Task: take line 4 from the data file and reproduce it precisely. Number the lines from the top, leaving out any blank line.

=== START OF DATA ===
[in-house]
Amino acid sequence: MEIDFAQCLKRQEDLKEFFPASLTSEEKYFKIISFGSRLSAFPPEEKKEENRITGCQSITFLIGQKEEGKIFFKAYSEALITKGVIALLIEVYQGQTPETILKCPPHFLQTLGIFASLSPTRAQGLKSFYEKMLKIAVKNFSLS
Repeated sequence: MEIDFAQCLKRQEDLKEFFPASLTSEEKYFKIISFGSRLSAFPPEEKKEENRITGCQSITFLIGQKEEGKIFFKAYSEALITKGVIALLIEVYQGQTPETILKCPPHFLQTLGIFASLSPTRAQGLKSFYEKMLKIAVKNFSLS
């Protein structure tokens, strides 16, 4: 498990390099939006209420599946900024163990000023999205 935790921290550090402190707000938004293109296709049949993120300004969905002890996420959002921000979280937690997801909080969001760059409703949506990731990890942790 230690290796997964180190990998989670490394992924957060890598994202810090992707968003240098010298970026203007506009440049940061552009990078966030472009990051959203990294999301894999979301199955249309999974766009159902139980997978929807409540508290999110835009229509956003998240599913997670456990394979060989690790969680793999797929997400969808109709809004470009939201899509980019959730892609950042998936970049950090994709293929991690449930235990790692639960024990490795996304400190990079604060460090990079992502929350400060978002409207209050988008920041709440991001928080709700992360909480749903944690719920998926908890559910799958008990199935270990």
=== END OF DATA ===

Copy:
């Protein structure tokens, strides 16, 4: 498990390099939006209420599946900024163990000023999205 935790921290550090402190707000938004293109296709049949993120300004969905002890996420959002921000979280937690997801909080969001760059409703949506990731990890942790 230690290796997964180190990998989670490394992924957060890598994202810090992707968003240098010298970026203007506009440049940061552009990078966030472009990051959203990294999301894999979301199955249309999974766009159902139980997978929807409540508290999110835009229509956003998240599913997670456990394979060989690790969680793999797929997400969808109709809004470009939201899509980019959730892609950042998936970049950090994709293929991690449930235990790692639960024990490795996304400190990079604060460090990079992502929350400060978002409207209050988008920041709440991001928080709700992360909480749903944690719920998926908890559910799958008990199935270990």